I've used a product line called the Electronically Programmable Analog Circuit (EPAC), probably more than ten years ago by now, which claimed to be the analog equivalent of an FPGA, and Cypress has for years produced a line called the PSoC (Programmable System On Chip) which incorporates a switchable arrays of both analog and digital circuitry. Note that in both cases the devices have a moderately small number of functional blocks (3 to 24 or so in the case of the PSoC) with somewhat limited routing options, rather than providing hundreds or thousands of blocks with enough interconnects to allow essentially arbitrary routing.
One reason that analog FPGA's don't offer anywhere near the design flexibility of digital devices is that even if one passes a digital signal through dozens or hundreds of levels of routing and logic circuitry, each of which has a 10dB signal-to-noise ratio (SNR), meaning there's 1/3 as much noise as signal, the resulting signal can be clean. By contrast, getting a clean signal from an analog device requires that every stage the signal goes through must be clean. The more complex the routing, the more difficult it is to avoid picking up stray signals.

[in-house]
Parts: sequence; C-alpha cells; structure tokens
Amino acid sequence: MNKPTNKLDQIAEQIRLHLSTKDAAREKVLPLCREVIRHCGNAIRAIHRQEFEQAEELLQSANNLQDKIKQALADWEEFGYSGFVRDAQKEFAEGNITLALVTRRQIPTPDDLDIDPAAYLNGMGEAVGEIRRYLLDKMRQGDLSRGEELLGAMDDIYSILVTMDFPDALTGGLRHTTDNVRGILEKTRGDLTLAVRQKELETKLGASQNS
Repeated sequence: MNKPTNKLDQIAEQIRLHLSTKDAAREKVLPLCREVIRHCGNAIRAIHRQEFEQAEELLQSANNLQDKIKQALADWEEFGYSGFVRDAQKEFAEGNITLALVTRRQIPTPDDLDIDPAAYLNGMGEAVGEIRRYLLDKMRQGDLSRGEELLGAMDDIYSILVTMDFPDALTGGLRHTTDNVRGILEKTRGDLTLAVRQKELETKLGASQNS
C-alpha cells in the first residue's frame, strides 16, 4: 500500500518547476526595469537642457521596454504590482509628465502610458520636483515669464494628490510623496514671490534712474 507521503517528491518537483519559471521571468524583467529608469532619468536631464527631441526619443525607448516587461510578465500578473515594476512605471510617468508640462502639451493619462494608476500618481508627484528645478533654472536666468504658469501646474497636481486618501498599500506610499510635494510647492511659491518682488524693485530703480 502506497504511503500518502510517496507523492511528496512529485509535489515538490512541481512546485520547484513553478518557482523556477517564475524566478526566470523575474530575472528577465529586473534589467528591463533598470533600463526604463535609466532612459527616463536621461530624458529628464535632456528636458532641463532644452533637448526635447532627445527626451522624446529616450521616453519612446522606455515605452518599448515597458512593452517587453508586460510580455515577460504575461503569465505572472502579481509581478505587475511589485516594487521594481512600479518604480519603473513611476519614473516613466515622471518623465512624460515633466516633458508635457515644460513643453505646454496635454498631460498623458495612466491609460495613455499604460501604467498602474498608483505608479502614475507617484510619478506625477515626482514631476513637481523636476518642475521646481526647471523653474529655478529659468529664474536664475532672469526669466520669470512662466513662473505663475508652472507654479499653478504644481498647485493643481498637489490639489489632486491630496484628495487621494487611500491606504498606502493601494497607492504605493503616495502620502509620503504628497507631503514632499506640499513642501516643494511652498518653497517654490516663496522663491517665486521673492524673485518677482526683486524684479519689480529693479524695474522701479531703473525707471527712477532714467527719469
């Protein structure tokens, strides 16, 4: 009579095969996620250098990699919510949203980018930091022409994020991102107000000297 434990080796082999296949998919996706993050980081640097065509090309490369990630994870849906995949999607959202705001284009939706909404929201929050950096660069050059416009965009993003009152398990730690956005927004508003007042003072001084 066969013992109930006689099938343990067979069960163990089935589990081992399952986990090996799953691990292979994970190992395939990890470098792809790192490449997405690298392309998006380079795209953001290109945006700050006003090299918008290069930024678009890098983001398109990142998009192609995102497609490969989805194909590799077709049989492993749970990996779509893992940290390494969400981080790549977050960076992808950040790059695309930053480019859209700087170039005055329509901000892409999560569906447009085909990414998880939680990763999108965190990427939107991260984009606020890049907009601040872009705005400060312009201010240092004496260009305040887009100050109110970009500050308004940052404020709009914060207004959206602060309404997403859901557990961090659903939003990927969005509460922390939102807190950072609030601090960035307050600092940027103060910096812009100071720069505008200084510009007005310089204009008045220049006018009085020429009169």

In applications that aren't too demanding, having a small amount of analog circuitry combined into a chip can be useful. For example, I've designed a music box which uses a PSoC to drive a piezo speaker directly; the PSoC includes a DAC, a fourth-order low-pass filter, and output amplifier. It wouldn't have been hard to use a separate chip to do the filtering and amplification, but using the PSoC avoided the need for an extra chip.